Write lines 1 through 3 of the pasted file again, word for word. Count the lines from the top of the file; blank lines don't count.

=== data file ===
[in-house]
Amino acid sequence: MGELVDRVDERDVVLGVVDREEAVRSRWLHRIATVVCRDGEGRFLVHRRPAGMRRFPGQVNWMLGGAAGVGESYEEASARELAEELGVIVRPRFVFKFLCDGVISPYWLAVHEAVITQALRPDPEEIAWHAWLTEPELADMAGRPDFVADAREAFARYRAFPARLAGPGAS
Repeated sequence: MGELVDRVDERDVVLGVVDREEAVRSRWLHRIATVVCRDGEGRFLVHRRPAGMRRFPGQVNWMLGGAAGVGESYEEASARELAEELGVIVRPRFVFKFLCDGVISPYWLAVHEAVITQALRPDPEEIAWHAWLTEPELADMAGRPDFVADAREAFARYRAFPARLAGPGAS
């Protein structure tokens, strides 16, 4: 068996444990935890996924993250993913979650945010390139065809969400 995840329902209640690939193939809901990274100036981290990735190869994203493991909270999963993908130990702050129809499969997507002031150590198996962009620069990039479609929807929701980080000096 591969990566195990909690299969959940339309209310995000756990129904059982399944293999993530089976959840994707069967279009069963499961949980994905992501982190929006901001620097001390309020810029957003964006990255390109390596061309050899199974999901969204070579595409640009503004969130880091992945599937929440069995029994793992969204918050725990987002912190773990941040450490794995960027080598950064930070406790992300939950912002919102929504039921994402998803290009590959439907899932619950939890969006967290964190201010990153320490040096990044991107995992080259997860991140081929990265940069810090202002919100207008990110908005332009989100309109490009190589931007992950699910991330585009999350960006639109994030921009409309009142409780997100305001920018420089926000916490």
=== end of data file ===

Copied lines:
[in-house]
Amino acid sequence: MGELVDRVDERDVVLGVVDREEAVRSRWLHRIATVVCRDGEGRFLVHRRPAGMRRFPGQVNWMLGGAAGVGESYEEASARELAEELGVIVRPRFVFKFLCDGVISPYWLAVHEAVITQALRPDPEEIAWHAWLTEPELADMAGRPDFVADAREAFARYRAFPARLAGPGAS
Repeated sequence: MGELVDRVDERDVVLGVVDREEAVRSRWLHRIATVVCRDGEGRFLVHRRPAGMRRFPGQVNWMLGGAAGVGESYEEASARELAEELGVIVRPRFVFKFLCDGVISPYWLAVHEAVITQALRPDPEEIAWHAWLTEPELADMAGRPDFVADAREAFARYRAFPARLAGPGAS